Politics and Society in Mesoamerica
Spring 2017 Academic Travel

Nora Alourfi

Briefly describe your Academic Travel course - what is the concept behind the course, what did you learn about, and where did you go for the travel component?
This course examines the Mesoamerican region’s colonial and modern history, while also looking into current events in those countries. It investigates how the region’s past has dictated and guided its development, thus offering insights into the countries’ political, as well as economic, evolution. For the travel component, our class traveled to Guatemala, where we got to see firsthand how its dynamic and culturally rich history manifests itself to this day.

Guatemalan handicrafts for sale

What surprised you during Academic Travel?
I think part of what surprised me during Academic Travel was seeing how the indigenous people in Guatemala preserved their culture and identity, how proud they were of it, and how they showcased it with their attire and handicrafts. Despite the effects of globalization, the indigenous people held on to their Mayan heritage. Moreover, Guatemala is an extremely diverse country; for example, 23 different languages are spoken there. Therefore, it was truly inspiring to see how, despite these differences, everyone is so accepting and respectful of their neighbor.

Tikal National Park

What was your most memorable experience during Academic Travel?
It’s honestly so hard to pick just one experience since they all impacted me so very deeply; every day and activity was better than the last. However, our visit to Tikal, a UNESCO world heritage site and home of significant pre-historic Mayan temples, is definitely at the top of the list. Waking up before sunrise, we made our way through the jungle and on top of one of the Mayan temples. From there, we experienced the jungle and its inhabitants gradually wake up as the sun rose and illuminated one of the best views I’ve ever laid eyes on.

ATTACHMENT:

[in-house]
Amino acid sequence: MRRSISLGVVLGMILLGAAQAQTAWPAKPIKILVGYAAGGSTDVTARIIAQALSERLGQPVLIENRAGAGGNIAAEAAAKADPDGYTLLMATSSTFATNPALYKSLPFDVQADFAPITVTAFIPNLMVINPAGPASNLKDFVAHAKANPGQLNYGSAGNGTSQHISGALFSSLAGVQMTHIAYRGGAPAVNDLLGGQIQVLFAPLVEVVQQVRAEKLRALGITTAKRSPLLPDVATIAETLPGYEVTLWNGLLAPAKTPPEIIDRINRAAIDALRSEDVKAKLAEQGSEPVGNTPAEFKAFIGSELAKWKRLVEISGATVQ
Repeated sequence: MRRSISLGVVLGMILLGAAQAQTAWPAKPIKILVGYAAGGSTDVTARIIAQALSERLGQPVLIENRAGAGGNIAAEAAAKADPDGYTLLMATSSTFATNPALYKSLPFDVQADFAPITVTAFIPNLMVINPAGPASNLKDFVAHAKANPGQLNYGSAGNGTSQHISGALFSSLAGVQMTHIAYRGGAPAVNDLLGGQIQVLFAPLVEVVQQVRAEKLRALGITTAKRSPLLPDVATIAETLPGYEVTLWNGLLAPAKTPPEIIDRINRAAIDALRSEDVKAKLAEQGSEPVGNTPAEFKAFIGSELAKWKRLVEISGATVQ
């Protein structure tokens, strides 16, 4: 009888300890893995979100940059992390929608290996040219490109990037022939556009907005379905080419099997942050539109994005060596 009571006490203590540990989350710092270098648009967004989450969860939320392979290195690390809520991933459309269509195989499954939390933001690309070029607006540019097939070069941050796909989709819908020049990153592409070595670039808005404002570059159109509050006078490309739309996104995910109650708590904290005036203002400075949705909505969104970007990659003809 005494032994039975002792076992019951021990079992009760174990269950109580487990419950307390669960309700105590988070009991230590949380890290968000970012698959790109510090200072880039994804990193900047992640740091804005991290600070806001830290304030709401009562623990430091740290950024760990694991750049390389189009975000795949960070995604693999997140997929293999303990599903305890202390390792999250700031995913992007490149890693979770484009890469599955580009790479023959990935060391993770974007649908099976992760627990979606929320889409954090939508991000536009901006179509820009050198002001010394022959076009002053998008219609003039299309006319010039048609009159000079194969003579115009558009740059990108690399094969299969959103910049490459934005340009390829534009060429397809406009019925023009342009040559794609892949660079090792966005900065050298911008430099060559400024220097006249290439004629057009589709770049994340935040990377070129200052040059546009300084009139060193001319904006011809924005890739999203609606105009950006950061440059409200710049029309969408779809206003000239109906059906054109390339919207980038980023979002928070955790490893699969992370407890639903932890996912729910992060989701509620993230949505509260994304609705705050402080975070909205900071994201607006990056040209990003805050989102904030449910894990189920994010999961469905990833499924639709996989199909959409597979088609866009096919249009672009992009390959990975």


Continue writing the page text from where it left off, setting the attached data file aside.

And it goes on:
Is there a course project? If so, what is it and how is it supplemented by the travel component?
As part of the course, each student must write a paper on a topic of their choice, but which is related to the course subject in one way or another. The travel component of this course really supplements this task by allowing us to witness the reality of what we’re studying; by bringing us face-to-face with the ideas we attempt to tackle throughout the semester. This enables us to gain a deeper level of understanding and appreciation of course material. Furthermore, since we had the opportunity to visit disparate areas of Guatemala and thus saw and did so many different things, there is no shortage of topics students can choose to explore further.

What was your favorite learning moment during Academic Travel?
My favorite learning experience during Academic Travel was meeting former Guatemalan president Álvaro Arzú, who is also the current mayor of the country’s capital city. He is one of the most admirable, awe-inspiring, and humble individuals I’ve ever had the pleasure of meeting, and I thoroughly enjoyed his talk with us. Among his many accomplishments, possibly his most prominent is his success in negotiating peace agreements with guerilla leaders that ended over 40 years of civil war in Guatemala. Hearing his personal account of such a historic moment was incredible, to say the least. In addition, he also shared his wisdom regarding diversity in Guatemala.

Nora Alourfi is an International Banking & Finance and International Economics Double Major from Jeddah, Saudi Arabia.

First published by Gabrielle Kincheloe in the Adventures at Franklin blog.